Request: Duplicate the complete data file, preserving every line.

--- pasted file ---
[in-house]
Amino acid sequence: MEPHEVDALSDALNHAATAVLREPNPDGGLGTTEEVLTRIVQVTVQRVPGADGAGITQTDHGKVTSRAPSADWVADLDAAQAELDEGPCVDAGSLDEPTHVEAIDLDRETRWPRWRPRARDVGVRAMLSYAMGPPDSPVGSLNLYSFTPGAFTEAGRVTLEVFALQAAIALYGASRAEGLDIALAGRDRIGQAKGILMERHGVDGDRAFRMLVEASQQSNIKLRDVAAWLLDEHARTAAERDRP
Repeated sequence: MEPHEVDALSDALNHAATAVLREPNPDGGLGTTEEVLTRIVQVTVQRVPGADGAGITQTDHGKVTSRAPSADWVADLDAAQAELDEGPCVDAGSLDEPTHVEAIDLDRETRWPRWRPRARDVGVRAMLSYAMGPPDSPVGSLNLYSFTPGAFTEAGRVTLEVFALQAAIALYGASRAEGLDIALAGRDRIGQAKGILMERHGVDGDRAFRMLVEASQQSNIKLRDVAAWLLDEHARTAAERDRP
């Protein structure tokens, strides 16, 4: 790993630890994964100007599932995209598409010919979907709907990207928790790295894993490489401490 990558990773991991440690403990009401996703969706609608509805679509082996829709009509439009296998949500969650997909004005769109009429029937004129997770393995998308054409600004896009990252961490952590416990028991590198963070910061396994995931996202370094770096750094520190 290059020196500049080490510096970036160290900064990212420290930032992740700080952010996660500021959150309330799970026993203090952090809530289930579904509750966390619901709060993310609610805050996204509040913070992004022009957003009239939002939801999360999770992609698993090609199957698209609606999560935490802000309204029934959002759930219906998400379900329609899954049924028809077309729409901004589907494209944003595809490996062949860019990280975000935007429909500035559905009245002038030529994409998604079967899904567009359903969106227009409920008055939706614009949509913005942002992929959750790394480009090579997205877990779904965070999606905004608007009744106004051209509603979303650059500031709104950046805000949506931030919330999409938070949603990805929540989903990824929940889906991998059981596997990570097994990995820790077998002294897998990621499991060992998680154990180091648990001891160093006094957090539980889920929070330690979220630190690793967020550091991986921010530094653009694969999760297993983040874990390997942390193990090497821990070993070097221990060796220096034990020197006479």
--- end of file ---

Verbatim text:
[in-house]
Amino acid sequence: MEPHEVDALSDALNHAATAVLREPNPDGGLGTTEEVLTRIVQVTVQRVPGADGAGITQTDHGKVTSRAPSADWVADLDAAQAELDEGPCVDAGSLDEPTHVEAIDLDRETRWPRWRPRARDVGVRAMLSYAMGPPDSPVGSLNLYSFTPGAFTEAGRVTLEVFALQAAIALYGASRAEGLDIALAGRDRIGQAKGILMERHGVDGDRAFRMLVEASQQSNIKLRDVAAWLLDEHARTAAERDRP
Repeated sequence: MEPHEVDALSDALNHAATAVLREPNPDGGLGTTEEVLTRIVQVTVQRVPGADGAGITQTDHGKVTSRAPSADWVADLDAAQAELDEGPCVDAGSLDEPTHVEAIDLDRETRWPRWRPRARDVGVRAMLSYAMGPPDSPVGSLNLYSFTPGAFTEAGRVTLEVFALQAAIALYGASRAEGLDIALAGRDRIGQAKGILMERHGVDGDRAFRMLVEASQQSNIKLRDVAAWLLDEHARTAAERDRP
């Protein structure tokens, strides 16, 4: 790993630890994964100007599932995209598409010919979907709907990207928790790295894993490489401490 990558990773991991440690403990009401996703969706609608509805679509082996829709009509439009296998949500969650997909004005769109009429029937004129997770393995998308054409600004896009990252961490952590416990028991590198963070910061396994995931996202370094770096750094520190 290059020196500049080490510096970036160290900064990212420290930032992740700080952010996660500021959150309330799970026993203090952090809530289930579904509750966390619901709060993310609610805050996204509040913070992004022009957003009239939002939801999360999770992609698993090609199957698209609606999560935490802000309204029934959002759930219906998400379900329609899954049924028809077309729409901004589907494209944003595809490996062949860019990280975000935007429909500035559905009245002038030529994409998604079967899904567009359903969106227009409920008055939706614009949509913005942002992929959750790394480009090579997205877990779904965070999606905004608007009744106004051209509603979303650059500031709104950046805000949506931030919330999409938070949603990805929540989903990824929940889906991998059981596997990570097994990995820790077998002294897998990621499991060992998680154990180091648990001891160093006094957090539980889920929070330690979220630190690793967020550091991986921010530094653009694969999760297993983040874990390997942390193990090497821990070993070097221990060796220096034990020197006479």